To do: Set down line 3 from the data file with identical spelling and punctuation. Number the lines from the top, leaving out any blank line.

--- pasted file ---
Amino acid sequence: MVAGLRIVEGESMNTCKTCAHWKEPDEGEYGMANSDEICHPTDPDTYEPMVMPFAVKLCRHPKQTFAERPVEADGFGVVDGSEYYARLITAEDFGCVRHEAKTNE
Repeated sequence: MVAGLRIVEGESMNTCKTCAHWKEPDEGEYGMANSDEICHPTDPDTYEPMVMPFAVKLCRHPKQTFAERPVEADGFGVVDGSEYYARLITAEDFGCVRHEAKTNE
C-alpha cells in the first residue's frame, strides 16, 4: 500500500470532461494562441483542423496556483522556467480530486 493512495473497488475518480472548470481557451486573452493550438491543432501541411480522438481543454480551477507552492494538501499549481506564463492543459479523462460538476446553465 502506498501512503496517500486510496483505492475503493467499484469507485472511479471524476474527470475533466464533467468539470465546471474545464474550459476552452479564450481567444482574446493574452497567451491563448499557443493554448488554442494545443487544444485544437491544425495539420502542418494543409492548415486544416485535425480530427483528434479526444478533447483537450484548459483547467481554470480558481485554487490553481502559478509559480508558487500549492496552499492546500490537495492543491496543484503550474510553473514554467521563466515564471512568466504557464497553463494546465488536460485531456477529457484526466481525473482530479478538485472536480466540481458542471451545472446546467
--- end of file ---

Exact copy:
C-alpha cells in the first residue's frame, strides 16, 4: 500500500470532461494562441483542423496556483522556467480530486 493512495473497488475518480472548470481557451486573452493550438491543432501541411480522438481543454480551477507552492494538501499549481506564463492543459479523462460538476446553465 502506498501512503496517500486510496483505492475503493467499484469507485472511479471524476474527470475533466464533467468539470465546471474545464474550459476552452479564450481567444482574446493574452497567451491563448499557443493554448488554442494545443487544444485544437491544425495539420502542418494543409492548415486544416485535425480530427483528434479526444478533447483537450484548459483547467481554470480558481485554487490553481502559478509559480508558487500549492496552499492546500490537495492543491496543484503550474510553473514554467521563466515564471512568466504557464497553463494546465488536460485531456477529457484526466481525473482530479478538485472536480466540481458542471451545472446546467